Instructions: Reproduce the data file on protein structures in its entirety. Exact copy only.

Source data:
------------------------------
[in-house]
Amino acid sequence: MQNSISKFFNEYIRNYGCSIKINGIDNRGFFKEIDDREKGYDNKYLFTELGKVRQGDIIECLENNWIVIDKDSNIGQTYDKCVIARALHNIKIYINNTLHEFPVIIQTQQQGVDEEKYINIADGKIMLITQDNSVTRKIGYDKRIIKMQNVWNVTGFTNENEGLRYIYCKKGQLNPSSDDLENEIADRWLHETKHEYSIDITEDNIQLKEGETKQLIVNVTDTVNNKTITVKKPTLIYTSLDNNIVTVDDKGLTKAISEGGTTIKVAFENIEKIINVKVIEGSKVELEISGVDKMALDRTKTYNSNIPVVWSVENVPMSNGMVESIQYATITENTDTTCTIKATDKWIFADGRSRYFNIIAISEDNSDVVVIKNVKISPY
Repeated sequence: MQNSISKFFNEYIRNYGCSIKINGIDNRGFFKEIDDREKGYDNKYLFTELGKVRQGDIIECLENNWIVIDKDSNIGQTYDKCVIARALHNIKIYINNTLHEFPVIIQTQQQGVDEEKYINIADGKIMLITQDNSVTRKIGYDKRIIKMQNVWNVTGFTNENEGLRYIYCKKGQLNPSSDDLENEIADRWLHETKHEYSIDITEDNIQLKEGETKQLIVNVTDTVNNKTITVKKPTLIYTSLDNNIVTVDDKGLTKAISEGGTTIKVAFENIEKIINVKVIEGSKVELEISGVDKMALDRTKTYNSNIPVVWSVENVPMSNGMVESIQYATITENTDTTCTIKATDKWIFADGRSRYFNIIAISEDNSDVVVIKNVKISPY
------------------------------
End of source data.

[in-house]
Amino acid sequence: MQNSISKFFNEYIRNYGCSIKINGIDNRGFFKEIDDREKGYDNKYLFTELGKVRQGDIIECLENNWIVIDKDSNIGQTYDKCVIARALHNIKIYINNTLHEFPVIIQTQQQGVDEEKYINIADGKIMLITQDNSVTRKIGYDKRIIKMQNVWNVTGFTNENEGLRYIYCKKGQLNPSSDDLENEIADRWLHETKHEYSIDITEDNIQLKEGETKQLIVNVTDTVNNKTITVKKPTLIYTSLDNNIVTVDDKGLTKAISEGGTTIKVAFENIEKIINVKVIEGSKVELEISGVDKMALDRTKTYNSNIPVVWSVENVPMSNGMVESIQYATITENTDTTCTIKATDKWIFADGRSRYFNIIAISEDNSDVVVIKNVKISPY
Repeated sequence: MQNSISKFFNEYIRNYGCSIKINGIDNRGFFKEIDDREKGYDNKYLFTELGKVRQGDIIECLENNWIVIDKDSNIGQTYDKCVIARALHNIKIYINNTLHEFPVIIQTQQQGVDEEKYINIADGKIMLITQDNSVTRKIGYDKRIIKMQNVWNVTGFTNENEGLRYIYCKKGQLNPSSDDLENEIADRWLHETKHEYSIDITEDNIQLKEGETKQLIVNVTDTVNNKTITVKKPTLIYTSLDNNIVTVDDKGLTKAISEGGTTIKVAFENIEKIINVKVIEGSKVELEISGVDKMALDRTKTYNSNIPVVWSVENVPMSNGMVESIQYATITENTDTTCTIKATDKWIFADGRSRYFNIIAISEDNSDVVVIKNVKISPY